M \approx {2 \pi \cdot 1000 \over 360^{\circ}} \cdot A \approx 17.45 \times A

Machine vision[edit]

In machine vision the lens focal length and image sensor size sets up the fixed relationship between the field of view and the working distance. Field of view is the area of the inspection captured on the camera’s imager. The size of the field of view and the size of the camera’s imager directly affect the image resolution (one determining factor in accuracy). Working distance is the distance between the back of the lens and the target object.

Remote sensing[edit]

In remote sensing, the solid angle through which a detector element (a pixel sensor) is sensitive to electromagnetic radiation at any one time, is called instantaneous field of view or IFOV. A measure of the spatial resolution of a remote sensing imaging system, it is often expressed as dimensions of visible ground area, for some known sensor altitude.[3][4] Single pixel IFOV is closely related to concept of resolved pixel size, ground resolved distance, ground sample distance and modulation transfer function.


In astronomy the field of view is usually expressed as an angular area viewed by the instrument, in square degrees, or for higher magnification instruments, in square arc-minutes. For reference the Wide Field Channel on the Advanced Camera for Surveys on the Hubble Space Telescope has a field of view of 10 sq. arc-minutes, and the High Resolution Channel of the same instrument has a field of view of 0.15 sq. arc-minutes. Ground based survey telescopes have much wider fields of view. The photographic plates used by the UK Schmidt Telescope had a field of view of 30 sq. degrees. The 1.8 m (71 in) Pan-STARRS telescope, with the most advanced digital camera to date has a field of view of 7 sq. degrees. In the near infra-red WFCAM on UKIRT has a field of view of 0.2 sq. degrees and the forthcoming VISTA telescope will have a field of view of 0.6 sq. degrees. Until recently digital cameras could only cover a small field of view compared to photographic plates, although they beat photographic plates in quantum efficiency, linearity and dynamic range, as well as being much easier to process.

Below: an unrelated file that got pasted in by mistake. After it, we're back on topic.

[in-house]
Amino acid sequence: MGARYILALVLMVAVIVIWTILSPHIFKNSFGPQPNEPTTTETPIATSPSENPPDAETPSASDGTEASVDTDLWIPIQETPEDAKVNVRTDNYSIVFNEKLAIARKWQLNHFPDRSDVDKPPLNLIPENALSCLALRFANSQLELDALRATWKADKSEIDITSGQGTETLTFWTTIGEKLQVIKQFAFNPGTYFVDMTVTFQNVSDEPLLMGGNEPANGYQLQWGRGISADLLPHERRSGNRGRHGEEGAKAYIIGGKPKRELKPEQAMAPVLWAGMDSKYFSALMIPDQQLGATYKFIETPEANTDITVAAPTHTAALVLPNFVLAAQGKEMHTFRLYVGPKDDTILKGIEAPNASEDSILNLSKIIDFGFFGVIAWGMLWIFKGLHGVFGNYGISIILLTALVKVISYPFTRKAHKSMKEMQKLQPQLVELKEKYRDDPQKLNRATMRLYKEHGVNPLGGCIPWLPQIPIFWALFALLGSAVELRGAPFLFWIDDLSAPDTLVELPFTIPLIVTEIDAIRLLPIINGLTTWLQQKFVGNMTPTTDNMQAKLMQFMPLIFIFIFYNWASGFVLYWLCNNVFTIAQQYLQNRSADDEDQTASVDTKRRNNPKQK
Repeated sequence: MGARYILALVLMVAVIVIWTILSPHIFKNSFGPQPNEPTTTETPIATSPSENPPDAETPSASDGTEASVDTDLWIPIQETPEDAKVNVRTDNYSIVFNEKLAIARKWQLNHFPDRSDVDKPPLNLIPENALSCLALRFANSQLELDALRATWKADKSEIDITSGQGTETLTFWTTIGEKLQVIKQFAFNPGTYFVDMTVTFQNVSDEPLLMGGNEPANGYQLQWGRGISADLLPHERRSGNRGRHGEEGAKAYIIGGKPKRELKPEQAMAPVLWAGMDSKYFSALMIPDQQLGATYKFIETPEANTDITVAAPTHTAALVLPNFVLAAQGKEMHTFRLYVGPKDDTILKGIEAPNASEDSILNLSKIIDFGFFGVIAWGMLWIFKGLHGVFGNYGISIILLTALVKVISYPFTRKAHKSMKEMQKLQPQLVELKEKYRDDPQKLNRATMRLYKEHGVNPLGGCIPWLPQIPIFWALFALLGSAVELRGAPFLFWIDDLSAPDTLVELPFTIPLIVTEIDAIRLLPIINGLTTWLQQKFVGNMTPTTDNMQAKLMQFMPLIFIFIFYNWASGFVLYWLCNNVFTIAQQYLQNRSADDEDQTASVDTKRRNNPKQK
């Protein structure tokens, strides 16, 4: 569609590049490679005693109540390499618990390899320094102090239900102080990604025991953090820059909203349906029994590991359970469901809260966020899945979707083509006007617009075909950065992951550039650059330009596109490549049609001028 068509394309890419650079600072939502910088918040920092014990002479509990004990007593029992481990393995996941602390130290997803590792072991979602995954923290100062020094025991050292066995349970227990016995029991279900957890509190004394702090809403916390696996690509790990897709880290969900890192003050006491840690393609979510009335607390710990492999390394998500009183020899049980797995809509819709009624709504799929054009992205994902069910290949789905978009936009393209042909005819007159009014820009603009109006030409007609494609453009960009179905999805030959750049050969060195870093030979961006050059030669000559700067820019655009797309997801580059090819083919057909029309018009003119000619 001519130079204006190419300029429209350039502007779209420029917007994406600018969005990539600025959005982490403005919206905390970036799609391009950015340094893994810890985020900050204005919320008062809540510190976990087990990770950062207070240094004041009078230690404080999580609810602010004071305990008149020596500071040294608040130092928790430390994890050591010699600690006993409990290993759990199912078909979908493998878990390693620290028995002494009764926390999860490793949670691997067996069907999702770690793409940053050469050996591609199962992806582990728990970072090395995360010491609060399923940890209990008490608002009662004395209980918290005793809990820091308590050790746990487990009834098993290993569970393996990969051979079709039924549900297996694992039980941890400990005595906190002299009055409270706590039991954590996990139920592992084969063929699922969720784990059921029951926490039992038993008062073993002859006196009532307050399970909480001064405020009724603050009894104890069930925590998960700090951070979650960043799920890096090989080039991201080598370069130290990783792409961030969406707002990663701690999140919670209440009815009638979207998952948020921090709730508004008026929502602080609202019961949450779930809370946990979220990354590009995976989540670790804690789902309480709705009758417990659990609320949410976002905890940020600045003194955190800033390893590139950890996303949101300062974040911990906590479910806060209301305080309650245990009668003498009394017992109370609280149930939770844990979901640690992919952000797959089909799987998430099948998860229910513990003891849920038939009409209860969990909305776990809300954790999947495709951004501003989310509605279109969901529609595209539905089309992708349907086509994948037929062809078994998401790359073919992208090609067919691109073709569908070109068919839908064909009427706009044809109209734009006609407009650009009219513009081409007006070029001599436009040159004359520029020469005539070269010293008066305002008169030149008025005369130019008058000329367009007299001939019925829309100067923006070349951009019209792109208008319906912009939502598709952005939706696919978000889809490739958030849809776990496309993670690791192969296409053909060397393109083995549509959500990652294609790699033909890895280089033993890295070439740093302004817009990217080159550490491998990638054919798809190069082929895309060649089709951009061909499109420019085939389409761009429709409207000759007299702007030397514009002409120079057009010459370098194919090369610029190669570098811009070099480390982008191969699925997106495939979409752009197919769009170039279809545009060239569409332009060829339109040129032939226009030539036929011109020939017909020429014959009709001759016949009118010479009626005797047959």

Main article: Angle of view

In photography, the field of view is that part of the world that is visible through the camera at a particular position and orientation in space; objects outside the FOV when the picture is taken are not recorded in the photograph. It is most often expressed as the angular size of the view cone, as an angle of view. For normal lens, field of view can be calculated FOV = 2 arctan(SensorSize/2f), where f is Focal Length.

Video games[edit]

The field of view in video games refers to the part you see of a game world, which is dependent on the scaling method used.[5]

See also[edit]


  1. ^ "Cascading Milky Way". ESO Picture of the Week. Retrieved 11 June 2012. 
  2. ^ Howard, Ian P.; Rogers, Brian J. (1995). Binocular vision and stereopsis. New York: Oxford University Press. p. 32. ISBN 0-19-508476-4. Retrieved 3 June 2014. 
  3. ^ Oxford Reference. "Quick Reference: instantaneous field of view". Oxford University Press. Retrieved 13 December 2013. 
  4. ^ Wynne, James B. Campbell, Randolph H. (2011). Introduction to remote sensing (5th ed. ed.). New York: Guilford Press. p. 261. ISBN 160918176X. 
  5. ^ Feng Zhu School of Design – Field of View in Games